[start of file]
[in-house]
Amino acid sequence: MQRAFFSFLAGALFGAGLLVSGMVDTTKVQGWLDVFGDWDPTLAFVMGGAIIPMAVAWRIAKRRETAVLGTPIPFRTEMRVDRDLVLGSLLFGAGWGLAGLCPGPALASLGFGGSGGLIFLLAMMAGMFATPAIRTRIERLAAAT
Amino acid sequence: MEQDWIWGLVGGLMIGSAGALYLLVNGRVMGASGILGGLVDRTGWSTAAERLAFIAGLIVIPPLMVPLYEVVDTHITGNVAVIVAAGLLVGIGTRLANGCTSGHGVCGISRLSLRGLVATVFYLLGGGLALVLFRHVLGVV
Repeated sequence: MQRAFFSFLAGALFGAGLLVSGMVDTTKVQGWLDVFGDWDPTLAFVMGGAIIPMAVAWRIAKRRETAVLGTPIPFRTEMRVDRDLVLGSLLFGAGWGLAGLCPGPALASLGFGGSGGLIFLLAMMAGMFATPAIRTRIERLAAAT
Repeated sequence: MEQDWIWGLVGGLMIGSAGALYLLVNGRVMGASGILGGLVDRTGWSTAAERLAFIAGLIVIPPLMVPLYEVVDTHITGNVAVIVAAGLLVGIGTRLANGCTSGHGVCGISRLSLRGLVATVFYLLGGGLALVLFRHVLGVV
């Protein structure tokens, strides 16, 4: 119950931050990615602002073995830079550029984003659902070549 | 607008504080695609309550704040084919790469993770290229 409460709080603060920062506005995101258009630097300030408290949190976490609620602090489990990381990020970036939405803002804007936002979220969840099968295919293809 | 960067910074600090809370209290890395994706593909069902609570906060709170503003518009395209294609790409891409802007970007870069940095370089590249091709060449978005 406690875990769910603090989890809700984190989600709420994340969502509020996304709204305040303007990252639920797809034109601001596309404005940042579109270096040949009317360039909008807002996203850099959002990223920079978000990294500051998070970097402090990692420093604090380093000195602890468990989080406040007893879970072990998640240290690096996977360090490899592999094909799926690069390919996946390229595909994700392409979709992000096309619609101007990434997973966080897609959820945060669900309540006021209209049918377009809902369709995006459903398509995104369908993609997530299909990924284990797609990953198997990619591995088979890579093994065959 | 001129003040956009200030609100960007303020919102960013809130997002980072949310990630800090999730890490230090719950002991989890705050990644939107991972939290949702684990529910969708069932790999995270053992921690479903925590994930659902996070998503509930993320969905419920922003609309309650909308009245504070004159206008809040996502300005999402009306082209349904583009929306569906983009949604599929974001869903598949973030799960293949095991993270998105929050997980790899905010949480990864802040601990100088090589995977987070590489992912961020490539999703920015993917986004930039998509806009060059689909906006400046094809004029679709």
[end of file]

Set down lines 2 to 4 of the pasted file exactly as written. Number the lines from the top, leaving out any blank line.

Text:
Amino acid sequence: MQRAFFSFLAGALFGAGLLVSGMVDTTKVQGWLDVFGDWDPTLAFVMGGAIIPMAVAWRIAKRRETAVLGTPIPFRTEMRVDRDLVLGSLLFGAGWGLAGLCPGPALASLGFGGSGGLIFLLAMMAGMFATPAIRTRIERLAAAT
Amino acid sequence: MEQDWIWGLVGGLMIGSAGALYLLVNGRVMGASGILGGLVDRTGWSTAAERLAFIAGLIVIPPLMVPLYEVVDTHITGNVAVIVAAGLLVGIGTRLANGCTSGHGVCGISRLSLRGLVATVFYLLGGGLALVLFRHVLGVV
Repeated sequence: MQRAFFSFLAGALFGAGLLVSGMVDTTKVQGWLDVFGDWDPTLAFVMGGAIIPMAVAWRIAKRRETAVLGTPIPFRTEMRVDRDLVLGSLLFGAGWGLAGLCPGPALASLGFGGSGGLIFLLAMMAGMFATPAIRTRIERLAAAT